Surf Studio: Chris Jacobson, Chair of Lifesaving
On the latest episode of Surf Studio we chat to Chris Jacobson, SLSA Chair of Lifesaving, as he talks us through some of the important safety updates and COVID-19 precautions ahead of the summer season to ensure clubs, surf lifesavers and the public remain safe on our beaches.
In light of the COVID-19 pandemic, Jacobson emphasises that the main priority of SLSA and the state centres is “making sure our members feel safe and supported and that they know they can come along to the surf club and participate in patrols, training and competitions in a safe environment”.
“One of the biggest things that the clubs are trying to work on is still keeping their doors open and financially having the ability to make sure that we’ve got everything in place to be able to do what we need to do as an organisation,” he said.
Jacobson said that SLSA has been working with clubs and members across the country “to ensure that we are continuing to train and update so that we are able to deal with any incidents and meet club service agreements… to ensure that we are continuing to meet the needs of the community”.
Some of the COVID-19 related challenges that members should expect to face this upcoming season, include practical changes made to skills maintenance, modifications to rescue techniques and use of personal protective equipment (PPE).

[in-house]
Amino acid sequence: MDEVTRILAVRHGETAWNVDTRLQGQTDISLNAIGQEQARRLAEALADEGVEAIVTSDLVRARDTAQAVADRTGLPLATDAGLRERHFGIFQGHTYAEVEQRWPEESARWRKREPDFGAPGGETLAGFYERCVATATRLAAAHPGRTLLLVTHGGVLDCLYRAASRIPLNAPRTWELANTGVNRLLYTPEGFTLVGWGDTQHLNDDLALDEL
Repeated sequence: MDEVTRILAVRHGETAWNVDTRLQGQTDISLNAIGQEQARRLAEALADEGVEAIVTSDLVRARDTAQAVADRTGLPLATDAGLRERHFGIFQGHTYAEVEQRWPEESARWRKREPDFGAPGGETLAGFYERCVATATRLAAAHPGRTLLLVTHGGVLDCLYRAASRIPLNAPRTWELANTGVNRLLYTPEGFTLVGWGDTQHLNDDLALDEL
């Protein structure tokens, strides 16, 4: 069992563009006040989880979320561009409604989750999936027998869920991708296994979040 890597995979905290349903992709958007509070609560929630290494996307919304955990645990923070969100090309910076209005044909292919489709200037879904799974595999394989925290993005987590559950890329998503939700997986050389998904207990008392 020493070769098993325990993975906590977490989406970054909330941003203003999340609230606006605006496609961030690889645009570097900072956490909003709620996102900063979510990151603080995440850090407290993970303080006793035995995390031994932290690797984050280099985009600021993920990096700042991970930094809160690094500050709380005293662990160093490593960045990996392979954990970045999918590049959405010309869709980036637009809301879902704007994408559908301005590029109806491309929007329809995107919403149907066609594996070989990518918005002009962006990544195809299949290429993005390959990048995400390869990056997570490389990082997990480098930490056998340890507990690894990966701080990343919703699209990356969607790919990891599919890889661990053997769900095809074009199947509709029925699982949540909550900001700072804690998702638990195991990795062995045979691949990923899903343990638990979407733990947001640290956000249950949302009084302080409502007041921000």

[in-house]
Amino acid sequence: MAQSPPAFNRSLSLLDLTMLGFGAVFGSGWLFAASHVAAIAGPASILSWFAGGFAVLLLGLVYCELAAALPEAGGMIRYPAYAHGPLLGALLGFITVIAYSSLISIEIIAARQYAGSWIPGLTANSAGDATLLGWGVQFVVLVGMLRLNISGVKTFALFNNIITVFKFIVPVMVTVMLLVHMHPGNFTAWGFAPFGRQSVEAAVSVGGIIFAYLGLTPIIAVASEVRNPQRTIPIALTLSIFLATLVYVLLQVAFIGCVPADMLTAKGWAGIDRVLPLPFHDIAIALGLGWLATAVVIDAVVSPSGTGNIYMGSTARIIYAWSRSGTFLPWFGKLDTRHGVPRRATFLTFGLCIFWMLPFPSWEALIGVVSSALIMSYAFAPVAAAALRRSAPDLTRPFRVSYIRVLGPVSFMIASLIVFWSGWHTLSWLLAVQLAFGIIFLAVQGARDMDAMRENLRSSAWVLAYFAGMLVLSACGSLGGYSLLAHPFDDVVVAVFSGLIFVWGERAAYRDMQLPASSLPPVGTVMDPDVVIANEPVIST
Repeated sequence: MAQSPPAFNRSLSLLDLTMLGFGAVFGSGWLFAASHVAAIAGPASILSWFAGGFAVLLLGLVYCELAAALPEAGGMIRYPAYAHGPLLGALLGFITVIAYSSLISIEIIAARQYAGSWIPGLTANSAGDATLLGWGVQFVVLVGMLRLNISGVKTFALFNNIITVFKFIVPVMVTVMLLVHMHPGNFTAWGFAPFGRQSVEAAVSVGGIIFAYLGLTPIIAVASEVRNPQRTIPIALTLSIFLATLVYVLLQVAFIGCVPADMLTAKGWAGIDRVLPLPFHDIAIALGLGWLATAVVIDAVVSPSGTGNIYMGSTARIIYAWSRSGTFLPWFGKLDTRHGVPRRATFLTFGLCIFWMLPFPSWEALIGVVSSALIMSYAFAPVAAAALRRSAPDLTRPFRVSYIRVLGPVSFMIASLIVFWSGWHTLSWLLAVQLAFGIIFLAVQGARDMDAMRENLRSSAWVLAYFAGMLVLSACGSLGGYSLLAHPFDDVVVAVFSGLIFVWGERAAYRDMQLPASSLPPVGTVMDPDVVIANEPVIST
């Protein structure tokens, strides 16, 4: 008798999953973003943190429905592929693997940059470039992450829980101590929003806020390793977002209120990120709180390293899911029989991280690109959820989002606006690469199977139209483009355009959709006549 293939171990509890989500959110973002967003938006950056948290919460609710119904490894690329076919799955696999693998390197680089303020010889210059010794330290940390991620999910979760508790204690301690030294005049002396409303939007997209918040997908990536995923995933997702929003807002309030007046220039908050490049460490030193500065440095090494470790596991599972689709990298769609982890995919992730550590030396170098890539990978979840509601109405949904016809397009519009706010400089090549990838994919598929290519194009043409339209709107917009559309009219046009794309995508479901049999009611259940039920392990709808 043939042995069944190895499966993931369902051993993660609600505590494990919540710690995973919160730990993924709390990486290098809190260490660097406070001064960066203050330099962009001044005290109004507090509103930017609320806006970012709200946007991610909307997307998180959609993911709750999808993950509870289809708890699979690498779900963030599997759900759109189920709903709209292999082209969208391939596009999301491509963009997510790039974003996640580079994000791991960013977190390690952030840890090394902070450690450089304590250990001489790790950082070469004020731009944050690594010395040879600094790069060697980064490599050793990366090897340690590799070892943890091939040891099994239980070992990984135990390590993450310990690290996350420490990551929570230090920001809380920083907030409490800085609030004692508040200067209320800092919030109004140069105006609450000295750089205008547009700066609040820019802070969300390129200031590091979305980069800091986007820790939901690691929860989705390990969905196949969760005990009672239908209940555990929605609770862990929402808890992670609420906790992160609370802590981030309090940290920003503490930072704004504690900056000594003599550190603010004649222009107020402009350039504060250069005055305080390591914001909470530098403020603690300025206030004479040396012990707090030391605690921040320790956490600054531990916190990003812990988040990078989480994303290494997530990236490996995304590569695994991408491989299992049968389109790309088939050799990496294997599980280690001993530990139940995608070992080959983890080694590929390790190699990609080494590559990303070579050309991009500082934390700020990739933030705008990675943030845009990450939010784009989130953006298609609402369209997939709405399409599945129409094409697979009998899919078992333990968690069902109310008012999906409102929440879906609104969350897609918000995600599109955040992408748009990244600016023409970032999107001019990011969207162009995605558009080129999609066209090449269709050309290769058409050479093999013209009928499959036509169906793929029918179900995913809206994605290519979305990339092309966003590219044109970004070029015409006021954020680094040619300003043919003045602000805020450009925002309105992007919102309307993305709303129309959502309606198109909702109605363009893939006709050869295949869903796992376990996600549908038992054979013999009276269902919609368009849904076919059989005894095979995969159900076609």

“This season the National Lifesaving Education Committee met, and we really tried to shift as much of the focus of what we can online. This year was the launch of the new surf rescue certificate and bronze medallion course. As a part of that process, there was a lot of development done in online learning,” said Jacobson.
One of the key changes that members can expect to see this season is that CPR training will be completed online, as recommended by SLSA minimum standards. Additionally, members will find that the radio and signals components, rather than being face-to-face, will now be done online with modules to practice scenarios and put them into context.
In terms of the day to day operations on the beach, Jacobson suggests that there will no major changes when performing a tube or board rescue and clubs will operate as business as usual where rescues are concerned.
“Now more than ever, we need to be very smart in the ways that we patrol, using the roving and outpost patrol methods, and at the same time continuing to ensure that we are social distancing where appropriate and able,” he said.
The National Medical Advisory Group have also worked closely with SLSA to determine a clear set of guidelines identifying the safe and effective use of PPE (personal protective equipment). (https://youtu.be/oom6eVJo6NI).
“It’s no different to normal, whenever we’re doing first aid or we’re treating someone, we should always complete all the steps necessary to protect ourselves… the face mask is an added protective barrier that we can take to keep our members safe,” said Jacobson.
Most importantly, Jacobson highlights that “making sure that members are not turning up to patrol if we are feeling sick or have any of the COVID-19 symptoms. The best thing we can do is stay at home and go get tested.”
“The protection of our members is paramount, and also that we are ready and able to respond to any situation with the public, and that their safety is number one.”
For updated information and resources that relates to COVID-19 and Surf Life Saving, please visit sls.com.au/covid-19/.
To find out more from Chris and the COVID-19 safety updates for the upcoming season, make sure to tune into episode ten of Surf Studio on the SLSA website and SLSA Facebook page.